So, you know. Believing that you’re the person who understands what people can and should do for themselves is an extremely drama queen move in that position. Even if you insist on shaving yourself in the morning. Sorry, Vimes.

Asides and little thoughts:

  • I FIND THE BEST APPROACH IS TO TAKE LIFE AS IT COMES. Okay, I know that Death loves a good pun, but this might be the first one that gets a groan from me. Good dad joke, Death.
  • Colon clearly thinking that a book about animal husbandry is about marrying animals is sending me right now.
  • And a handy footnote about Detritus asking the same question over and over (some variation of “Did you do it?”) is a handy pointer toward how police often badger witnesses into false confessions.
  • Constable Visit being Omnian is a great aside, but I confess to being a little disappointed that the revamped version of their religion wound up being like… evangelical Christianity? I dunno, I feel like Brutha was working toward a faith with a different vibe than that…
  • Boob jokes generally have to work much harder to pull a laugh from me, and the one about Angua having “the constant nagging feeling that you should be wearing three bras at once” while in wolf form ranks high in my estimation.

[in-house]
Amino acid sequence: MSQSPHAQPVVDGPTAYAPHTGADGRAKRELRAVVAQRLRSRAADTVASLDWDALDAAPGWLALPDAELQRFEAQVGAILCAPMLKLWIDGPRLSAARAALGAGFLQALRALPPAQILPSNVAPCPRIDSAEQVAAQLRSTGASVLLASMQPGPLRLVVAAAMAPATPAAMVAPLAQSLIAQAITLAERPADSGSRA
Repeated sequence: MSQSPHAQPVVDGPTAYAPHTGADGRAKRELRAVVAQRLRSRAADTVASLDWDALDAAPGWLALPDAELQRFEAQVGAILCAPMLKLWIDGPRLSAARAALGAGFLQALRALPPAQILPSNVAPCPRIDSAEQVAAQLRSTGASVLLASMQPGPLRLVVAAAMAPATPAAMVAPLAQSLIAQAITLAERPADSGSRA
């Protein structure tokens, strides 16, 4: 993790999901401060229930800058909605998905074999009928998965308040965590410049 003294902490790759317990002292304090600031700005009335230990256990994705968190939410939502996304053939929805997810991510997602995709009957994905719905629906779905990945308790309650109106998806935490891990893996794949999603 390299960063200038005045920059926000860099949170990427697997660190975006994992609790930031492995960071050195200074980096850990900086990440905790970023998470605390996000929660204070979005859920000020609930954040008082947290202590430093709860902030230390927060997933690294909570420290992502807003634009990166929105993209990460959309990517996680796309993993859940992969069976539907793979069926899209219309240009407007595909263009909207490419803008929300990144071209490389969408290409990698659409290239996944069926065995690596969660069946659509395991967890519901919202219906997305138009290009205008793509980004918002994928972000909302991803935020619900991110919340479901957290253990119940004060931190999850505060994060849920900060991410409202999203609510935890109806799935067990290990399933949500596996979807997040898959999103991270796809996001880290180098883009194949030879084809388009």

• And once again, Pratchett on Team Being-A-Landlord-Is-Bad-Actually: “When Nobby had gone Vimes reached behind the desk and picked up a faded copy of Twurp’s Peerage or, as he personally thought of it, the guide to the criminal classes. You wouldn’t find slum-dwellers in these pages, but you would find their landlords.” Yup.


People look down on stuff like geography and meteorology, and not only because they’re standing on one and being soaked by the other.

The razor was a sword of freedom. Shaving was an act of rebellion.

The one clear thinker looked at Captain Carrot. His armor shone. So did the muscles on his bare arms. Even his knees gleamed.

—the inverted comma dropped neatly around the nickname like an old lady carefully picking up something nasty in a pair of tongs—

However you phrased it, however broadly you applied your definitions, he definitely couldn’t have committed suicide. Not with a loaf of bread.

“They think they want good government and justice for all, Vimes, yet what is it they really crave, deep in their hearts? Only things that go on as normal and tomorrow is pretty much like today.”

Whoever had created humanity had left in a major design flaw. It was its tendency to bend at the knees.

Next week we read up to:

There were some waters too deep to wade.